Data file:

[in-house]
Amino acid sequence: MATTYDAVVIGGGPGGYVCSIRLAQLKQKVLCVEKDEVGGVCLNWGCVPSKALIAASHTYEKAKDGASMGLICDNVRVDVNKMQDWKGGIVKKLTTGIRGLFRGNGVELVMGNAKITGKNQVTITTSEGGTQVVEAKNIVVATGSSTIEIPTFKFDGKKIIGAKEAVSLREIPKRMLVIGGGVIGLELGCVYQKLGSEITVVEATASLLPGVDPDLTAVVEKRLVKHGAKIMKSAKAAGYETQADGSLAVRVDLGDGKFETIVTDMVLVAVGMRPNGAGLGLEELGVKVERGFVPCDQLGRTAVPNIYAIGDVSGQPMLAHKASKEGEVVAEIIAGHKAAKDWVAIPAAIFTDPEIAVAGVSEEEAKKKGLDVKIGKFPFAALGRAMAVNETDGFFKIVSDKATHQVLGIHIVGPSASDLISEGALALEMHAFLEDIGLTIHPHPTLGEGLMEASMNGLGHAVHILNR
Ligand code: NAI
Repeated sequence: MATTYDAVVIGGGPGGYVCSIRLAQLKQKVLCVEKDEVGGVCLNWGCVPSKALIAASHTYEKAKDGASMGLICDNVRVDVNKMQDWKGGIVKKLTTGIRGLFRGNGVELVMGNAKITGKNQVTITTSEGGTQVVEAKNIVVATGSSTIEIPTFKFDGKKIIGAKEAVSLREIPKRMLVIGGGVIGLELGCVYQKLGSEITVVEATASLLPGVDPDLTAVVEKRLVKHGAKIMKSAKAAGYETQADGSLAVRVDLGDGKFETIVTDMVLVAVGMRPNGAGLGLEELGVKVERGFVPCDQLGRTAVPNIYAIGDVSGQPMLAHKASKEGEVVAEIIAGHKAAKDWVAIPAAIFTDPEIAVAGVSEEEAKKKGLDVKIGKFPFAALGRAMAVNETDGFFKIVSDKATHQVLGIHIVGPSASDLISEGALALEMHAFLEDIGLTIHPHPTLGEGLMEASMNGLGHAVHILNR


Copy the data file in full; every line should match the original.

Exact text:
[in-house]
Amino acid sequence: MATTYDAVVIGGGPGGYVCSIRLAQLKQKVLCVEKDEVGGVCLNWGCVPSKALIAASHTYEKAKDGASMGLICDNVRVDVNKMQDWKGGIVKKLTTGIRGLFRGNGVELVMGNAKITGKNQVTITTSEGGTQVVEAKNIVVATGSSTIEIPTFKFDGKKIIGAKEAVSLREIPKRMLVIGGGVIGLELGCVYQKLGSEITVVEATASLLPGVDPDLTAVVEKRLVKHGAKIMKSAKAAGYETQADGSLAVRVDLGDGKFETIVTDMVLVAVGMRPNGAGLGLEELGVKVERGFVPCDQLGRTAVPNIYAIGDVSGQPMLAHKASKEGEVVAEIIAGHKAAKDWVAIPAAIFTDPEIAVAGVSEEEAKKKGLDVKIGKFPFAALGRAMAVNETDGFFKIVSDKATHQVLGIHIVGPSASDLISEGALALEMHAFLEDIGLTIHPHPTLGEGLMEASMNGLGHAVHILNR
Ligand code: NAI
Repeated sequence: MATTYDAVVIGGGPGGYVCSIRLAQLKQKVLCVEKDEVGGVCLNWGCVPSKALIAASHTYEKAKDGASMGLICDNVRVDVNKMQDWKGGIVKKLTTGIRGLFRGNGVELVMGNAKITGKNQVTITTSEGGTQVVEAKNIVVATGSSTIEIPTFKFDGKKIIGAKEAVSLREIPKRMLVIGGGVIGLELGCVYQKLGSEITVVEATASLLPGVDPDLTAVVEKRLVKHGAKIMKSAKAAGYETQADGSLAVRVDLGDGKFETIVTDMVLVAVGMRPNGAGLGLEELGVKVERGFVPCDQLGRTAVPNIYAIGDVSGQPMLAHKASKEGEVVAEIIAGHKAAKDWVAIPAAIFTDPEIAVAGVSEEEAKKKGLDVKIGKFPFAALGRAMAVNETDGFFKIVSDKATHQVLGIHIVGPSASDLISEGALALEMHAFLEDIGLTIHPHPTLGEGLMEASMNGLGHAVHILNR